Wayne County Michigan
The settlement which has grown into the village
of Plymouth began in 1825. In that year William
Starkweather made a clearing and erected a log
house on the site of the present village, where the
residence of John Fuller was afterwards located.
The same year J. S. Tibbits, Roswell Root, John Van
Sickle, and others, became his neighbors, and there
came soon afterwards A. B. Markham, John Miller,
Peter and Henry Fralick, Silas Sly, Rufus Thayer,
William and Hiram Utley, Lyman Terrill, Esquire
Taylor, John Welch, Benajah and Henry Holbrook.
About the same time the following persons also
settled in the town: Paul W. Hazen, Erastus Hussey,
David Phillips, Luther Lincoln, Wm. Markham, E. W.
Starkweather, henry Ward, Walter McFarlan, Wm.
Bartow, Timothy Lyon, John Westfall, Calvin Whipple
and Clark Griswold. The first white woman to
venture into the present limits of Plymouth was
Keziah, wife of Wm. Starkweather, and mother of
George A. Starkweather, who was the second white
child born in the township. The most of the
settlers of 1825 left their families for a time in
Detroit. The first white child born in the township
was Oscar Phillips, the son of David Phillips.
About 1830 there was an old log school-house on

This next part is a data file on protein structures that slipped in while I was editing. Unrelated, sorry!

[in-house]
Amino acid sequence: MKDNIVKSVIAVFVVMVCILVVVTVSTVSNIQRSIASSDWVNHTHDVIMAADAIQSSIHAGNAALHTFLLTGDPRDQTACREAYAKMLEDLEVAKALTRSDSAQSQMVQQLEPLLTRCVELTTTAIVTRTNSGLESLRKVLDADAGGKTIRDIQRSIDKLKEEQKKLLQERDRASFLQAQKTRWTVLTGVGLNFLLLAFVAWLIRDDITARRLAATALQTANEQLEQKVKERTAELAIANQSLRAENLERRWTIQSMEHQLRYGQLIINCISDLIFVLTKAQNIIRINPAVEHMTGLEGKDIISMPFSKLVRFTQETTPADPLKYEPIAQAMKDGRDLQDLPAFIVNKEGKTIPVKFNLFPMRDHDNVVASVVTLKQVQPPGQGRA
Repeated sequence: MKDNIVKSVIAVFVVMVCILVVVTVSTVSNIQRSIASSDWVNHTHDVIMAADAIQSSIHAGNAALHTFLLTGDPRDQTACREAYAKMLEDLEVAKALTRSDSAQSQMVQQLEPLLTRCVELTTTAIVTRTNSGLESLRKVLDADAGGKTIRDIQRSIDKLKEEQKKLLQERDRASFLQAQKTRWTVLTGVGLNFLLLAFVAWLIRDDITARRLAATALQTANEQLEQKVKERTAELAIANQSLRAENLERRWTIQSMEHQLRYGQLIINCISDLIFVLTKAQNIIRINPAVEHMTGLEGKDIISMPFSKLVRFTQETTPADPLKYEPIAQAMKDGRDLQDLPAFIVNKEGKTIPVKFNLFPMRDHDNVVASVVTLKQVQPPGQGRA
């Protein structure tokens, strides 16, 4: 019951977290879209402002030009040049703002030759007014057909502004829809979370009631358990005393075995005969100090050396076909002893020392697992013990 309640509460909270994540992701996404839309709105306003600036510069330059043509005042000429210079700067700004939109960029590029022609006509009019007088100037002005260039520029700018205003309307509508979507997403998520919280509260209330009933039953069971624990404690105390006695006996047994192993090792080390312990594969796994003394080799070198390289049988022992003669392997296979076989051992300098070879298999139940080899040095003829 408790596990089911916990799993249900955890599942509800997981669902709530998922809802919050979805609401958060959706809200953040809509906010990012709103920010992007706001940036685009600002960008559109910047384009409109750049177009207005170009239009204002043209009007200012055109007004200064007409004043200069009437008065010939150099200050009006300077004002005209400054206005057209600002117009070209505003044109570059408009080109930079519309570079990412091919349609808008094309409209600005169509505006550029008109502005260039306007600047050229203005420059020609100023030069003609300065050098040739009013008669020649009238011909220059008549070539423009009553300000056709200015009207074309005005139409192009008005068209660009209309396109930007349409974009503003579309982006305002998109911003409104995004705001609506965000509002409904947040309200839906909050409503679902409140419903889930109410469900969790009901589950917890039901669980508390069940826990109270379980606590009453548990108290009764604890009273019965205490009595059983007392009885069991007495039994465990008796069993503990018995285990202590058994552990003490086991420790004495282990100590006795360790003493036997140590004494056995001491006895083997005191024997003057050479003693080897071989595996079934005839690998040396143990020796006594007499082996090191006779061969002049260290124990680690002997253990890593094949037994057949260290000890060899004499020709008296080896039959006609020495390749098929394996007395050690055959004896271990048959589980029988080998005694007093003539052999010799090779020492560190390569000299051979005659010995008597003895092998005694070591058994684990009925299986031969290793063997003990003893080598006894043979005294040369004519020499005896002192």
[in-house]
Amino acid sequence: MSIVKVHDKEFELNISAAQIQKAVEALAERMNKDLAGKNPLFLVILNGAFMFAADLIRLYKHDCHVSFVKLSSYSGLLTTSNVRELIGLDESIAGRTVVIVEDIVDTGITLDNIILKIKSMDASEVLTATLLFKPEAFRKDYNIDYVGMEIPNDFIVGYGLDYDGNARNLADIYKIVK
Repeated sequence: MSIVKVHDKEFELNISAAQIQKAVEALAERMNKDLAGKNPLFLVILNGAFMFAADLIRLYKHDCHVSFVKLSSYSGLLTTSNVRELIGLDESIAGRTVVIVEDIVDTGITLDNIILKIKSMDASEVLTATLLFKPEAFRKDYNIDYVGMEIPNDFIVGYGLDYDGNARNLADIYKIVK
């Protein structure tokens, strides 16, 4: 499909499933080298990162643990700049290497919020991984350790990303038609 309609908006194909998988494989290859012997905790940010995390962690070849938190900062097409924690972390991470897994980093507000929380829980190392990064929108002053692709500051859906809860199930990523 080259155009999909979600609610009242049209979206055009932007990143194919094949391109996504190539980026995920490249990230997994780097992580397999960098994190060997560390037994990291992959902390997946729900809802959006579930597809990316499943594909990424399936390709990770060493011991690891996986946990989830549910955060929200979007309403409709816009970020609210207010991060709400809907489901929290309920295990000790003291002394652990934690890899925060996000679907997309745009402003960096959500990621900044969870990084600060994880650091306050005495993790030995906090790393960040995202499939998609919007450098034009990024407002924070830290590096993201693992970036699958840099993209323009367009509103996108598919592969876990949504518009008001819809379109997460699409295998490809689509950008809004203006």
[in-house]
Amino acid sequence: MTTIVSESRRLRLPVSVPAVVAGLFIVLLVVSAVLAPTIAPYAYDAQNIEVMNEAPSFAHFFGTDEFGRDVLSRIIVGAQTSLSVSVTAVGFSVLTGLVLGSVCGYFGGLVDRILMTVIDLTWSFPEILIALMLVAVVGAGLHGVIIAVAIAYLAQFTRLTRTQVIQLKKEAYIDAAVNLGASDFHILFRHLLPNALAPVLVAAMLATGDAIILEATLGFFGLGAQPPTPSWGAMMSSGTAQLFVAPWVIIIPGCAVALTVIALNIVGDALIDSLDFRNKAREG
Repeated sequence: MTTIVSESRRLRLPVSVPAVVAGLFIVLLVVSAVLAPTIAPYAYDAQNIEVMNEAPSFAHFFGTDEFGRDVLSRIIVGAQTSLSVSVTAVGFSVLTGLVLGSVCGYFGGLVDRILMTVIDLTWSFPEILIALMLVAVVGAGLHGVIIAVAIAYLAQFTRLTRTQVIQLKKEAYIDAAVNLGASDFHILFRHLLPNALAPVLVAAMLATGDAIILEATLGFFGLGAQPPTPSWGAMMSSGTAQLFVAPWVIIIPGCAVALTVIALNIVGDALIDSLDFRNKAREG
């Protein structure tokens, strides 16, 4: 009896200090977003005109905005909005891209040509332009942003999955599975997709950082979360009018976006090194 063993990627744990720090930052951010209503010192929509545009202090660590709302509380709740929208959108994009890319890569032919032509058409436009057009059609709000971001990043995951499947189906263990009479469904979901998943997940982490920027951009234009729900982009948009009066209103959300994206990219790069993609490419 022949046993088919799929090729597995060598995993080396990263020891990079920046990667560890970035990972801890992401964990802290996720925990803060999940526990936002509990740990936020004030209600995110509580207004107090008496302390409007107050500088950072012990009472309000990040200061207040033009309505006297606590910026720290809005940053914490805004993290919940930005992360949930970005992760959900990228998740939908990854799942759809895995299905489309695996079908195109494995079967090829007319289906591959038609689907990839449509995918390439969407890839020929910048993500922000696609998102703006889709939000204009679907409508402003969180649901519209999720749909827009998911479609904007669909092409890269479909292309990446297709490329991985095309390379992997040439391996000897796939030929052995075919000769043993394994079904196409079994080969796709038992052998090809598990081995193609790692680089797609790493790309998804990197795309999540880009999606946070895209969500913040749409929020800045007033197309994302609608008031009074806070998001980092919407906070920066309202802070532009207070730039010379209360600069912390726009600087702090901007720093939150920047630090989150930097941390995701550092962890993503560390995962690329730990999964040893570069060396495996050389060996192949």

the Detroit Road on the east side of the River
Rouge. This was replaced in 1840 by a frame house
erected on Lot 6, Block 6, of the Bradner Plat, the
lot being donated by Wm. Bradner. The building
remained until the Union District No. 1 was formed
in 1853. There was at one time a district school on
Ann Arbor Street. A select school was opened by E.
J. Penniman on Church Street in 1842. The building
is now used as the Berdan House barn. The very
commodious and well arranged Union School building
was erected in 1884 at a cost of $18,000. The
school is exceptionally well manned and managed,
and is divided into four departments, known as
Primary, Intermediate, Grammar, and High, with
courses of study not surpassed in any city schools.
An assortment of excellent philosophical and
chemical apparatus is provided, and there is also a
general library of 1,300 volumes, and a large and
valuable reference library. The general library is
open daily for pupils, and twice a month to the
Source: History of Detroit and Michigan, Silas Farmer, 1890